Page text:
“The Prom” Star Christopher Sieber: We Didn’t Think the Macy’s Parade Would Want the Kiss!

Also: Why is Frankie Grande singing Celine songs?

The Broadway musical The Prom made huge gay waves when a number from the show appeared on the recent Macy’s Thanksgiving Day Parade and it culminated with a big old lesbian kiss. All the same people who’ve no doubt pleasured themselves to Melania’s lesbian spread were suddenly outraged, though the right folks saw this as a welcome celebration of queerdom and a step forward in visibility. As for those who claimed that the loving image warped their children, the only kids I feel it traumatized are those who saw it as their parents looked away and yelped, “This is disgusting!” Besides, don’t a lot of these parents support a President who tear-gasses three-year-olds?

Well, I just talked to Christopher Sieber, one of the best known stars of The Prom. A king of multimedia, Sieber played gay in the sitcom It’s All Relative (2003-04) and he has two Tony nominations for satirical period musicals—for Spamalot (he played multiple roles) and Shrek the Musical (he was Lord Farquaard). And now, Sieber—who’s married to actor-chef Kevin Burrows—attends The Prom, a splashily funny show about four narcissistic actors and a publicist traveling to Indiana to help a lesbian go to the prom with her girlfriend while they try to get good press for themselves. In the process, Sieber has gotten great press for his funny performance. He’s Trent Oliver, a musical comedy actor who went to Juilliard—as he keeps reminding us—and went on to get cast in a rickety tour of Godspell. Here’s our chat.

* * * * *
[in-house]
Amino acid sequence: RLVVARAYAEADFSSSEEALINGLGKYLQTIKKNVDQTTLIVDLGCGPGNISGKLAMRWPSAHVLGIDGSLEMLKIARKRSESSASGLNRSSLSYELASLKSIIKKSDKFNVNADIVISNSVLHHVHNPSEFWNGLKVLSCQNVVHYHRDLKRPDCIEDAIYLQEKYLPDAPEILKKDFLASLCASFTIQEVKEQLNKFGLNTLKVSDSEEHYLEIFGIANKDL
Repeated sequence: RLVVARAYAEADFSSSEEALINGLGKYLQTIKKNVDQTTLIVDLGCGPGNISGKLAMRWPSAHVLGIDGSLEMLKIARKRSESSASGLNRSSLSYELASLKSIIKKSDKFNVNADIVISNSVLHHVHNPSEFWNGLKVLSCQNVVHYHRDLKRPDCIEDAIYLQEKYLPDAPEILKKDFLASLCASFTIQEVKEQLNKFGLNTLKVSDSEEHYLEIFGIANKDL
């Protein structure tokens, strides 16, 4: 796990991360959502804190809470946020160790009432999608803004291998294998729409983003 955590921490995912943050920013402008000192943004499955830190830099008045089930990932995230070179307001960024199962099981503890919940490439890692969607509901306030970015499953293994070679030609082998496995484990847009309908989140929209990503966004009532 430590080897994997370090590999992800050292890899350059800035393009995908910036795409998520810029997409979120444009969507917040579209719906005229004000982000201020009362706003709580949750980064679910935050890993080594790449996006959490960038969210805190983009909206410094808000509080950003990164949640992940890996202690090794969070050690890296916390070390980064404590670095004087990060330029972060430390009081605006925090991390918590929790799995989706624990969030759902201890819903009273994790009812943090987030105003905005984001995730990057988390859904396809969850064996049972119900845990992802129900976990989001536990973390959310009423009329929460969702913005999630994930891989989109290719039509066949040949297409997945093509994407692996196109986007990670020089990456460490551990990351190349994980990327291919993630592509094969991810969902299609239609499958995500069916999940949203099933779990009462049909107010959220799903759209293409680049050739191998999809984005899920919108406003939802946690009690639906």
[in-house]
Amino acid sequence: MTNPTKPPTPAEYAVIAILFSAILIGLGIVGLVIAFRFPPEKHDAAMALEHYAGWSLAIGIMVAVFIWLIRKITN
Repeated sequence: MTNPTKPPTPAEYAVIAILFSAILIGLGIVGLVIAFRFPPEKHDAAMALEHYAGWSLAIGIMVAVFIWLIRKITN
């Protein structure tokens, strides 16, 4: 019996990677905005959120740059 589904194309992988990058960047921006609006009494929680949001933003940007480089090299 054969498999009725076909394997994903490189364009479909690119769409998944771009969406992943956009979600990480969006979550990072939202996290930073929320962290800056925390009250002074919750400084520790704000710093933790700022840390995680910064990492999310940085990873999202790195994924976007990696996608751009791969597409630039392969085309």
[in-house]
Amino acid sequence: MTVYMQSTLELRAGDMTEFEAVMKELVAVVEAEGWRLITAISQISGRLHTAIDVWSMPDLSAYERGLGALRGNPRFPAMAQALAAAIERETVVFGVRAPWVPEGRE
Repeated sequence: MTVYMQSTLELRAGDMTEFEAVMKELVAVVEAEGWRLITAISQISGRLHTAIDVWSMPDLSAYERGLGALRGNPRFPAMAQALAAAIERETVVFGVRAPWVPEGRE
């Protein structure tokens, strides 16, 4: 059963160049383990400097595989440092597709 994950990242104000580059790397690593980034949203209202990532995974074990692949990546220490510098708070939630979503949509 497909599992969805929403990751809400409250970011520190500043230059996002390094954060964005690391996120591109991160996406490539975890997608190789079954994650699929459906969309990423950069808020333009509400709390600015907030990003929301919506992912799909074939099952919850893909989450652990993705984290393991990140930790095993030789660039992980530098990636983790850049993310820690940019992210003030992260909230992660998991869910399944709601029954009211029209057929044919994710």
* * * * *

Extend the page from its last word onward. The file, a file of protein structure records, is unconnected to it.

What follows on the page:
Hi, Christopher. I loved The Prom!

We worked so hard on it. Seven years. [Director-choreographer] Casey Nicholaw approached us all randomly two weeks before. I knew him when he was a performer. We did Thoroughly Modern Millie together. Then he choreographed Spamalot. He came to me one day, and I had done a reading of The Drowsy Chaperone. He said, “Can I get your advice?” Casey Nicholaw asking me advice! Crazy! He said, “There’s a show called The Drowsy Chaperone and they want me to direct and choreograph.” I said, “Yes, you should do it. It’s hilarious.” I feel sort of responsible. [Laughs]

The Prom/Deen Van Meer
Cast of the The Prom.

What’s your chemistry together like?